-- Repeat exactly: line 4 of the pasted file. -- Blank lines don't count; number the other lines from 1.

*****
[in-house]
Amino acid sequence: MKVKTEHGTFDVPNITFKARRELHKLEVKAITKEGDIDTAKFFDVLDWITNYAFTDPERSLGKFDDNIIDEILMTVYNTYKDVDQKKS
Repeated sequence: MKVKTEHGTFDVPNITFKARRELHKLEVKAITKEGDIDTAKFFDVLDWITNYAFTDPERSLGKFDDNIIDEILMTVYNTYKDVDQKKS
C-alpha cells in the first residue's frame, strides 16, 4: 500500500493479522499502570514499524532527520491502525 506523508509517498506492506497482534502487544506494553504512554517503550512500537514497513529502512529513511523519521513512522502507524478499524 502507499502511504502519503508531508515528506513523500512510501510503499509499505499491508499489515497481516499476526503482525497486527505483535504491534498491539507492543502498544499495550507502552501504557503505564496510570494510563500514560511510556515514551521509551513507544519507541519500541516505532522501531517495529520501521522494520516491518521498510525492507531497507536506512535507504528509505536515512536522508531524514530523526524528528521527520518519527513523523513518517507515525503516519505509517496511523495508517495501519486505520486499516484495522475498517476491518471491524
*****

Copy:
C-alpha cells in the first residue's frame, strides 16, 4: 500500500493479522499502570514499524532527520491502525 506523508509517498506492506497482534502487544506494553504512554517503550512500537514497513529502512529513511523519521513512522502507524478499524 502507499502511504502519503508531508515528506513523500512510501510503499509499505499491508499489515497481516499476526503482525497486527505483535504491534498491539507492543502498544499495550507502552501504557503505564496510570494510563500514560511510556515514551521509551513507544519507541519500541516505532522501531517495529520501521522494520516491518521498510525492507531497507536506512535507504528509505536515512536522508531524514530523526524528528521527520518519527513523523513518517507515525503516519505509517496511523495508517495501519486505520486499516484495522475498517476491518471491524